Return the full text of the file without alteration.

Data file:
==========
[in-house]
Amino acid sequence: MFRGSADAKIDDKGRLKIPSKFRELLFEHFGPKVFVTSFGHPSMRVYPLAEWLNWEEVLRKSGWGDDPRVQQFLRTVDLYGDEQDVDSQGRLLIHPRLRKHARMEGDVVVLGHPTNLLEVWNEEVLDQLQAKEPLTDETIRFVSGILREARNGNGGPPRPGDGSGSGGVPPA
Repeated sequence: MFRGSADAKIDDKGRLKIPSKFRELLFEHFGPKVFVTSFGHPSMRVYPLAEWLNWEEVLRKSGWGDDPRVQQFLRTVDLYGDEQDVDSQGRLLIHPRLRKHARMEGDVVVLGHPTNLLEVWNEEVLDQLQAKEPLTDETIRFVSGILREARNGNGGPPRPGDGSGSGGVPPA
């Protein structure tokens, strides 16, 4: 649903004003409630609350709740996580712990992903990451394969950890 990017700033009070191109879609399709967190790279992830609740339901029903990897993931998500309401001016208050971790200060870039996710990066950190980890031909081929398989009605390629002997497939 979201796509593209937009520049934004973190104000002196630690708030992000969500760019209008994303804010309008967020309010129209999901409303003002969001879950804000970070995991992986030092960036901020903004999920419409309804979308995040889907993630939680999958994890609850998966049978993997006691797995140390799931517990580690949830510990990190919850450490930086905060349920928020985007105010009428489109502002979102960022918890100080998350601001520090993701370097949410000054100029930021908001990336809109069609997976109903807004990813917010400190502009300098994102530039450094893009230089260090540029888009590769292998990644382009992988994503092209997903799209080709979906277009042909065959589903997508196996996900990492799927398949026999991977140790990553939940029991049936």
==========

[in-house]
Amino acid sequence: MFRGSADAKIDDKGRLKIPSKFRELLFEHFGPKVFVTSFGHPSMRVYPLAEWLNWEEVLRKSGWGDDPRVQQFLRTVDLYGDEQDVDSQGRLLIHPRLRKHARMEGDVVVLGHPTNLLEVWNEEVLDQLQAKEPLTDETIRFVSGILREARNGNGGPPRPGDGSGSGGVPPA
Repeated sequence: MFRGSADAKIDDKGRLKIPSKFRELLFEHFGPKVFVTSFGHPSMRVYPLAEWLNWEEVLRKSGWGDDPRVQQFLRTVDLYGDEQDVDSQGRLLIHPRLRKHARMEGDVVVLGHPTNLLEVWNEEVLDQLQAKEPLTDETIRFVSGILREARNGNGGPPRPGDGSGSGGVPPA
């Protein structure tokens, strides 16, 4: 649903004003409630609350709740996580712990992903990451394969950890 990017700033009070191109879609399709967190790279992830609740339901029903990897993931998500309401001016208050971790200060870039996710990066950190980890031909081929398989009605390629002997497939 979201796509593209937009520049934004973190104000002196630690708030992000969500760019209008994303804010309008967020309010129209999901409303003002969001879950804000970070995991992986030092960036901020903004999920419409309804979308995040889907993630939680999958994890609850998966049978993997006691797995140390799931517990580690949830510990990190919850450490930086905060349920928020985007105010009428489109502002979102960022918890100080998350601001520090993701370097949410000054100029930021908001990336809109069609997976109903807004990813917010400190502009300098994102530039450094893009230089260090540029888009590769292998990644382009992988994503092209997903799209080709979906277009042909065959589903997508196996996900990492799927398949026999991977140790990553939940029991049936």